See what we created at the foil workshop
Thanks to Emma at Foilco who invited us to their recent foil workshop at a central London venue. Emma for those that have known us for a while now, worked with us at Bureau on the corporate branding. She is now the Brand Relationship Manager at Foilco and so we still have a common link in branding. The workshop was a fun hands-on way for people to play with foil and see what could be created. The event was attended by a lot of designers and students who were clearly having fun exploring the potential. And it was interesting to see how others went about it and what they created.
We had several attempts and here are our best results. My best print was of a clock (actually a clock from a Japanese Bullet train at the York Train Museum, if you are interested) which came out OK - not brilliant but it produced a strong print. Jo did far better with her Jo’s bird-&-rose effort, taken from one of the drawings used in her tattoo as it happens.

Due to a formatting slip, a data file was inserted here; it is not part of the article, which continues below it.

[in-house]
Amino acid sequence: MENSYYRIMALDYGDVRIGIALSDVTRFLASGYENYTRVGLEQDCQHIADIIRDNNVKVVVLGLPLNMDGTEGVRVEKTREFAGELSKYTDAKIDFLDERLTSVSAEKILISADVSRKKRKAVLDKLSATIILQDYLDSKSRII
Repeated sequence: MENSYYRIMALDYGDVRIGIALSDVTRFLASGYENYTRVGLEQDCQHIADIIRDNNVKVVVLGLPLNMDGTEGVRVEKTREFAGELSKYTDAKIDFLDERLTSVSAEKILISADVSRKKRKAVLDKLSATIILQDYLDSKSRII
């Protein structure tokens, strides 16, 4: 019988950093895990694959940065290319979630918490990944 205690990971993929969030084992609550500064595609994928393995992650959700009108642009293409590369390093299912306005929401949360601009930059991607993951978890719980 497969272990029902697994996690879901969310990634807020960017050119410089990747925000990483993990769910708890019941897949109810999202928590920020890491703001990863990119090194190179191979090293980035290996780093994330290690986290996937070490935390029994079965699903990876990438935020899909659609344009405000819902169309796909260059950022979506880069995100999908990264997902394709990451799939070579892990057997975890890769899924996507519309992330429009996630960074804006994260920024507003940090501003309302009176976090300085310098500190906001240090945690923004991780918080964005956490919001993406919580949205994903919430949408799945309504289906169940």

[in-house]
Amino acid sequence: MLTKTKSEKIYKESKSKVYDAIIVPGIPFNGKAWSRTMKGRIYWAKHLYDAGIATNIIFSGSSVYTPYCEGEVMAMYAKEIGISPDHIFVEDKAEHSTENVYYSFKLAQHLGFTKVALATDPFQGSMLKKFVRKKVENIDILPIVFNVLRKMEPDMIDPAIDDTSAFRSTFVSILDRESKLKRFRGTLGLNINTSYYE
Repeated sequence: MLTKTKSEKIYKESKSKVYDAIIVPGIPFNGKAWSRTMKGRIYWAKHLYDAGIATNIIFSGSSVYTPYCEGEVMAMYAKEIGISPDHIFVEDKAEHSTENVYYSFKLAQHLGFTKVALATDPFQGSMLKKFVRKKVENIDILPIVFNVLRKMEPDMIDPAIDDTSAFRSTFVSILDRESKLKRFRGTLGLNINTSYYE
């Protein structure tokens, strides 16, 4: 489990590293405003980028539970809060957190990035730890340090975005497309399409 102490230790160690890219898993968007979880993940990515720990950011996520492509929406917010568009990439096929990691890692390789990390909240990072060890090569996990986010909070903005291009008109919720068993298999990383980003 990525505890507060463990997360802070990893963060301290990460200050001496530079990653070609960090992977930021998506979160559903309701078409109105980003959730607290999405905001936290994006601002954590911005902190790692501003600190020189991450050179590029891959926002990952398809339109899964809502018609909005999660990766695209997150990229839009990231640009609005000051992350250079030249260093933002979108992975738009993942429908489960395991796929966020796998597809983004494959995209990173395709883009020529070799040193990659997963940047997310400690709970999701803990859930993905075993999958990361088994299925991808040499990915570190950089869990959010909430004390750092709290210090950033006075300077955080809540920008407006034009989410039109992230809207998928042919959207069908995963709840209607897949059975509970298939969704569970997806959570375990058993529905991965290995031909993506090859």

The process we tried was surprisingly simple, involving a printer and laminating machine. For it to work well a high-contrast print was needed - the easiest solution was to grab one of the Sharpie pens around and make you own drawing, but you could also use a photo or scan an image. From the resulting print you laid the foil of your choice on top, put the sandwich through the laminating machine, and the foil stuck neatly to the toner to create your foil print. The result depended so much on the paper and foil combination and the artwork chosen.
Below you can see something of the process involved when I did my clock print.
Jo had the artwork from one of her tattoos available, as you do, and this really did the business - see the video below for the process at work.
So how can this help you? Foil is maybe a dying art, certainly under threat from the advent of digital printing, but there are some things digital print cannot do. The sheer beauty of a metallic foil print really stands out, and if you go for the rainbow shimmer foil then the results are on a different scale to printed results. Don’t overlook foil when thinking about how you might customise your notebooks.